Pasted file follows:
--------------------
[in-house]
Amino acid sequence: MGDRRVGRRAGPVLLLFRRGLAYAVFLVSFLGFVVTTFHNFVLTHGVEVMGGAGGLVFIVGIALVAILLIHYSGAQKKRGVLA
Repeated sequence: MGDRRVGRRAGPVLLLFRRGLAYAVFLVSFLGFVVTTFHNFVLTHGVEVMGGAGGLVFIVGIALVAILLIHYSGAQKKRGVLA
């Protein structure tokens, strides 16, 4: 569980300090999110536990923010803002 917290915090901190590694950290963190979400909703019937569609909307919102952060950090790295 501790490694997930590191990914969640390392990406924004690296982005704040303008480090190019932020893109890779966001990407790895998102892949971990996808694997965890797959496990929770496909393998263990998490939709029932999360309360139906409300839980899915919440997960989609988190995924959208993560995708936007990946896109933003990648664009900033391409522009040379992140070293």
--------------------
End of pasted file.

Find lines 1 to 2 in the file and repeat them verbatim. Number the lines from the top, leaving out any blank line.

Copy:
[in-house]
Amino acid sequence: MGDRRVGRRAGPVLLLFRRGLAYAVFLVSFLGFVVTTFHNFVLTHGVEVMGGAGGLVFIVGIALVAILLIHYSGAQKKRGVLA